Be mindful that the pacing can feel a bit off at higher difficulties—specifically in earlier portions of the game when your equipment is clearly outranked by enemy AI and hit points. So you’ll need to exercise a bit of patience in some situations. Will you experience Dark Souls levels of Frustration? Maybe for 1 or 2 early sections, but generally not anywhere near souls game levels.
It’s also worth mentioning, that in a fashion similar to all Resident Evil games, you can expect good levels of replayability, and likely some DLC in the future (if RE 7 is any indication). Although, nothing is in the works at the time of this being published. As far as I know.
**Update** Capcom has officially announced DLC for RE Village, which is currently in development
Resident Evil Visuals and Design
RE Village looks incredible, whether on previous generation consoles, next gen, or of course PC. In my opinion, it’s the best looking Residebt Evil game ever next to the remakes, and stylistically the environments have an authentic, transylvania feel to them, making the immersion feel present for the most part.
As mentioned earlier, each villain has their own unique portion of the map, all with noticeably distinct feels to them. From the iconic castle to Heisenberg’s factory, you’re getting a nice mix of locations that still feel appropriate to the RE inspired world in which they reside.
Beyond the environments, enemy designs are some of the creepiest you’ll come across, thanks to impressive visuals and sound design.
Frighteningly hollow eyes, and creepy body language from the Lycans—Varcolacs with their half werewolf appearance and 90s haircut, Lady Dimitrescu and her Mr X-like mechanics. The game has character and charm oozing from so many different origins, and it’s hard to dislike how this game presents itself.
Resident Evil Village Criticisms
Resident Evil 8 did a lot of things right, but it isn’t without its flaws.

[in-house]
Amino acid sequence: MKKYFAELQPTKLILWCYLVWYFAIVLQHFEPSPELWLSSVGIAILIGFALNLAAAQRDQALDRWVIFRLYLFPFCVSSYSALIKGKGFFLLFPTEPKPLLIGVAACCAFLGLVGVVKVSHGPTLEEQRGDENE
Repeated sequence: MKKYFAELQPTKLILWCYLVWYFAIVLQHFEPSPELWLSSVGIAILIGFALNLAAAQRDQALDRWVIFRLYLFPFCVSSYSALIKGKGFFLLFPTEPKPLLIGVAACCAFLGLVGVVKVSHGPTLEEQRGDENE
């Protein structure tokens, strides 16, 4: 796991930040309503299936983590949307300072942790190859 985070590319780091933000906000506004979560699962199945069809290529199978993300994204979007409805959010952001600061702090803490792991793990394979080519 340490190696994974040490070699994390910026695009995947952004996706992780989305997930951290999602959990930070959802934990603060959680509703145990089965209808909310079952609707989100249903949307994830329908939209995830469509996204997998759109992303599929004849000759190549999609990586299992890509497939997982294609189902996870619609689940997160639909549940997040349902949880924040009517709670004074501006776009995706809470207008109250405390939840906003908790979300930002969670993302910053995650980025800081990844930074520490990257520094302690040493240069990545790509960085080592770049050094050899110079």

Without ruining the story, Ethan is purposefully made forgettable in ways—from both his faceless-ness, and relatively underwhelming personality—and he feels like more of a stop gap character or catalyst moving into the series’ future.
This isn’t to say Ethan is terrible, but a more charismatic and/or physically tangible figure may serve future games well, even if the first person viewpoint sticks.
Another mention goes to the dfficulty jumps regarding scaling, and it should be noted that some areas feel a bit unfair in hardcore, particularly in the early stages of a first play through. A setting in between hardcore and casual might of done a lot of good here, but it should also be said that scaling fixes itself in later stages of the game on higher difficulties, once you’ve had the chance to upgrade your weapons in meaningful ways.
Overall, RE Village is a well-made experience, proving that Capcom is making changes that are better in line with older, more successful titles. If you loved RE 7, you’ll probably love RE 8 too, just for different reasons.
It doesn’t feel 100% like a resident Evil game, similar to how RE 7 felt so starkly different from previous titles, but I think this is more of a byproduct of an evolving RE universe, rather than a negative for the series as a whole.
Without going too much into detail, it’s obvious Rose will play a significant role in RE’s future, be it for a immediate sequels or long term—hell, Capcom might not even know just yet.
But if you’re looking for a well made Resident Evil game, with great gun-play mechanics, impressive visuals, and a nice call back to Resident Evil 4, which is one of the greatest Resident Evil games of all time—Resident Evil is certainly worth picking up, and I think the series has a promising future, if they continue to build on the good foundation they’ve already managed to create.